I think people try to plan programs to improve policy or approaches without taking into account how new technologies might change underlying conditions making the work of the planners counterproductive. For example, the self driving car, if widely adopted, as it most likely will be at some point, will eliminate the need for parking to be adjacent to where we want to go. The car would simply drop the person off and circulate or go to a nearby multi-story garage, then pick the person up wherever they wish to be picked up, likely by signaling this desire on a smart phone or tablet computer. This would create wide swathes of empty unused parking spaces in suburbs and cities, even on the sides of roads and driveways and even home garages. We need to allow or even encourage technology to solve these problems rather than merely taking a planning approach. Parking lot blight will likely be an issue discussed in future years. I would guess that many good uses could be put to such spaces including parkland, urban agriculture, small wildlife preserves, public parks,, private micropayment parks, etc. New commerciual uses will likely arise as well. Lets not look backwards and project policy on a moving target, but instead look forward and encourage the development of new and surprising innovative formats and uses.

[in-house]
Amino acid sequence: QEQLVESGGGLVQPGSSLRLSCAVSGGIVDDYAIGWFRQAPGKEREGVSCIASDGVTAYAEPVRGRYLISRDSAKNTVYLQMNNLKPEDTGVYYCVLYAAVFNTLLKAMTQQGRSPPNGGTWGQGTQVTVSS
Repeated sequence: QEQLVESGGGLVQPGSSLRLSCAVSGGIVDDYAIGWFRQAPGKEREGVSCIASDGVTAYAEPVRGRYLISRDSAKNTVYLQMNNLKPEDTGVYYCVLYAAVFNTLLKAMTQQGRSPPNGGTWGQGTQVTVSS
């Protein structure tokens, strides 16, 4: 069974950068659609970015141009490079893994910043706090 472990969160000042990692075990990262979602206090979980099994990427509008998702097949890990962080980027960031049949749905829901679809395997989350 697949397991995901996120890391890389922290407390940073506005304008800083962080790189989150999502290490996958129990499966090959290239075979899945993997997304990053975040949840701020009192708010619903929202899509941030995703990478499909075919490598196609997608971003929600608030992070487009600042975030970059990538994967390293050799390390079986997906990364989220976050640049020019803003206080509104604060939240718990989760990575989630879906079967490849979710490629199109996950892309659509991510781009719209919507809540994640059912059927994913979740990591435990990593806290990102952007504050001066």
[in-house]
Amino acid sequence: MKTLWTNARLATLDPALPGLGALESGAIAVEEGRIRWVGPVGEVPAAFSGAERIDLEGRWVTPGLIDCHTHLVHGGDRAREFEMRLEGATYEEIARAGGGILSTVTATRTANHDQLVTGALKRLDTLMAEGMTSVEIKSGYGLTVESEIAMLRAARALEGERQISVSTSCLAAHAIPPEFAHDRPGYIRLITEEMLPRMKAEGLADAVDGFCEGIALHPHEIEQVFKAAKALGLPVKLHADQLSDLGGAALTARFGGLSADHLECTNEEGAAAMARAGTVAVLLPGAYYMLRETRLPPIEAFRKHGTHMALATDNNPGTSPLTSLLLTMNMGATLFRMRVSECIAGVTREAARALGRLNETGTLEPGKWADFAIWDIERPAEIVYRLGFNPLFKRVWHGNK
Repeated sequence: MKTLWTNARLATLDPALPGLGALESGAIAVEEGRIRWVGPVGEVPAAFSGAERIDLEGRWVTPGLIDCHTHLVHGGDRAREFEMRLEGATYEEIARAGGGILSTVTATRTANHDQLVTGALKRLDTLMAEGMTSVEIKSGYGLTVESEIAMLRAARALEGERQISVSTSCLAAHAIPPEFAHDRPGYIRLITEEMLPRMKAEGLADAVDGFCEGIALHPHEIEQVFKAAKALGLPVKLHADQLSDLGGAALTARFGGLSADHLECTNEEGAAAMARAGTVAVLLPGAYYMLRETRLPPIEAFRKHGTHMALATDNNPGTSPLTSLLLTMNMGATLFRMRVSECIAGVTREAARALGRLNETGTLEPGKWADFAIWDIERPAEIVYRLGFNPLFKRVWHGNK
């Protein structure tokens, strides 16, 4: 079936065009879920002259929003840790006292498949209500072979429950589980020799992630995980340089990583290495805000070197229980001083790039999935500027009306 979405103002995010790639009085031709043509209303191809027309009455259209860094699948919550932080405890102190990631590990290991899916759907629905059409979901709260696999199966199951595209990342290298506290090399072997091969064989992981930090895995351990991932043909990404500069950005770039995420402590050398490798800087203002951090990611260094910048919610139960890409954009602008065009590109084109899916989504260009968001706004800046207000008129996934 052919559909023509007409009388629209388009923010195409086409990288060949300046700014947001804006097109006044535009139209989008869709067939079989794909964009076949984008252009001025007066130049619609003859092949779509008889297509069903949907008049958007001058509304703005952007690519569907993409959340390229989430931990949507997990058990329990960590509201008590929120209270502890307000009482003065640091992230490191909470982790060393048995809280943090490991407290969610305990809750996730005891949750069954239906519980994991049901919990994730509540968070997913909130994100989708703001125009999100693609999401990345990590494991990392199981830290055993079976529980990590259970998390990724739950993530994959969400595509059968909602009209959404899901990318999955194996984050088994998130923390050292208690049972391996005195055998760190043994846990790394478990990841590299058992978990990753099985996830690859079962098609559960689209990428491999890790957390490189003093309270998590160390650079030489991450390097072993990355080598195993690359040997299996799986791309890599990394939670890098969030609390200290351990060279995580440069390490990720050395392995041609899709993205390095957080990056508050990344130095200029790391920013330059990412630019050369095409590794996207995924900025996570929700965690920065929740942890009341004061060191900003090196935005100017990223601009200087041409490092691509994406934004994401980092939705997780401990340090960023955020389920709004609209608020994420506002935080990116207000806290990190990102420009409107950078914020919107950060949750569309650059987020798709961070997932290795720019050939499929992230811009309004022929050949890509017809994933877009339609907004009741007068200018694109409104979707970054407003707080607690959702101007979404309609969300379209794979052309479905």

Nice review. Also worth a look: